Wednesday, October 7, 2015

"Everything She Forgot" by Lisa Ballantyne

Everything She Forgot
by Lisa Ballantyne

Everything She Forgot (published as Redemption Road in the UK) is currently on tour with Partners in Crime Virtual Book Tours. The tour stops here today for my review. Please be sure to visit the other tour stops as well.

Some things aren't meant to be remembered ...
They're calling it the worst pileup in London history. Margaret Holloway is driving home, but her mind is elsewhere - on a troubled student, her daughter's acting class, the next day's meeting - when she's rear-ended and trapped in the wreckage. Just as she begins to panic, a disfigured stranger pulls her from the car seconds before it's engulfed in flames. Then he simply disappears.
Though she escapes with minor injuries, Margaret feels that something's wrong. She's having trouble concentrating. Her emotions are running wild. More than that, flashbacks to the crash are also dredging up lost associations from her childhood, fragments of events that had been wiped from her memory. Whatever happened, she didn't merely forget - she chose to forget. And somehow, Margaret knows deep down that it has something to do with the man who saved her life.
As Margaret uncovers a mystery with chilling implications for her family and her very identity, Everything She Forgot winds through a riveting dual narrative and asks the question: How far would you go to hide the truth - from yourself?

Read the first two chapters here.
Read about the author's inspiration for this book here (contains spoilers).
Read a Q&A with the author here (contains spoilers).

Praise for the Book
"Thought-provoking, brave, and challenging." ~ Rosamund Lupton
"A moving and sensitive mystery about childhood trauma and its resolution." ~ Booklist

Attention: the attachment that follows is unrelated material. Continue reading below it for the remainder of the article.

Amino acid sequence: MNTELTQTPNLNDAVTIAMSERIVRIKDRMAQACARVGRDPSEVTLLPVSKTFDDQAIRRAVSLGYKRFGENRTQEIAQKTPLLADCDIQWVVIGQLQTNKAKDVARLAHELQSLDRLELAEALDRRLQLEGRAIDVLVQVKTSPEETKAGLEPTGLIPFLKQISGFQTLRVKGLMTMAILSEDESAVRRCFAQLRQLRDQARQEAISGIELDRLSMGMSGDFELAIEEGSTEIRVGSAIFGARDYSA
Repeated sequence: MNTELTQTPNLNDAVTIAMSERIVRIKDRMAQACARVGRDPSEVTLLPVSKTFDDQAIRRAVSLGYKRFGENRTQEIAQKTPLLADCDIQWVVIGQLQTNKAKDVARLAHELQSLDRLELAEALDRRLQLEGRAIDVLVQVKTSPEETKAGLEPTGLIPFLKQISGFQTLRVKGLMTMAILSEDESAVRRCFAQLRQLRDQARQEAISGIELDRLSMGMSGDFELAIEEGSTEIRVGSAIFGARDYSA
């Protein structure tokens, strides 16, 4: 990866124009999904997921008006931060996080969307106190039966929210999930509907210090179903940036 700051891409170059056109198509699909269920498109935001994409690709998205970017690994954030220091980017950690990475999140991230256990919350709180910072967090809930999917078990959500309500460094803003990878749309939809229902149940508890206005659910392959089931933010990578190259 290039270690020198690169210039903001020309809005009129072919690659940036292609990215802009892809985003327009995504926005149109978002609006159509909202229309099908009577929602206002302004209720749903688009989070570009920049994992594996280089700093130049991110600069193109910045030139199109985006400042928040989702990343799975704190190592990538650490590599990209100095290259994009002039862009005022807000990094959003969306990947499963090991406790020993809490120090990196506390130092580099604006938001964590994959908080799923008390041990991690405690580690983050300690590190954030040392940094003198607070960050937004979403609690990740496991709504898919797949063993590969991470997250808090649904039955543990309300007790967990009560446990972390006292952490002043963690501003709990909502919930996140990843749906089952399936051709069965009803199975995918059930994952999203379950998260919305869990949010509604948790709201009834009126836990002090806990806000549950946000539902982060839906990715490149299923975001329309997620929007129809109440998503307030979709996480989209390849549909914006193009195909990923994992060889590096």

"Ballantyne’s effortless prose took me across the Atlantic and didn’t let me return until its surprising and satisfying conclusion. A tight story that comes full circle and keeps you reading." ~ Bryan Reardon, author of Finding Jake
"A sweet novel of love, redemption, and loss that chronicles one family's struggle with a difficult past." ~ Kirkus Reviews

My Review

By Lynda Dickson
Margaret Holloway nearly dies in a car accident but is rescued by Maxwell Brown, a mysterious man with burn scars, who puts his own life at risk to save her. As a result of the accident, Margaret suffers from PTSD and starts remembering a traumatic event from her childhood. Flashback to 1985, where Big George is seeking to escape the criminal lifestyle imposed on him by his gangland family. He wants to get back with his first love, Kathleen, and their daughter, Moll, but in a bizarre twist of events, he ends up kidnapping Moll instead. When small-time journalist, Angus Campbell, gets wind of this story, a chase ensues as he sets out to solve the mystery of Molly's abduction and get noticed by the big newspapers.
The story is told from the multiple viewpoints of the people involved. In the past: kidnapper George; Moll's mother, Kathleen; Angus, the reporter; and George's friend, Tam. In the present, school teacher Margaret tells her story as she struggles to remember what happened to her as a child and why she is drawn to the mysterious Maxwell. The different viewpoints stimulate interest and allow the author to tell the story from a variety of angles. Further flashbacks interspersed in George's story help explain why he is who he is and help the reader identify with, and even sympathize with, him. The author skillfully manipulates our feelings for two completely opposite men; we are drawn to George, the supposed villain who makes bad choices for all the right reasons, and we feel revulsion for Angus, a supposedly good man who beats his wife and lets his beloved cow suffer because he will not work on the Sabbath.
The book covers a range of confronting topics, such as PTSD, child abduction, adult illiteracy, nature versus nurture, and redemption. We are left to ponder that bad things happen for a reason. While tragic, what happened to Margaret as a child shapes her into the woman she becomes, a teacher with a special leaning toward illiterate teenagers. As for George, we hope he finally found his peace.
More a personal account of Margaret's and George's journeys than a suspense thriller, this is nevertheless a deeply satisfying read.

About the Author
Lisa Ballantyne was born in Armadale, West Lothian, Scotland and studied English Literature at University of St Andrews. She lived and worked in China for many years and started writing seriously while she was there.
Before being published, Lisa was short-listed for the Dundee International Book Prize. Her debut novel, The Guilty One, was translated into over 25 languages, long-listed for the International IMPAC Dublin Literary Award and short-listed for an Edgar Allan Poe Award. The Guilty One was also the Autumn 2012 Richard and Judy Book-club Winner.
She lives in Glasgow.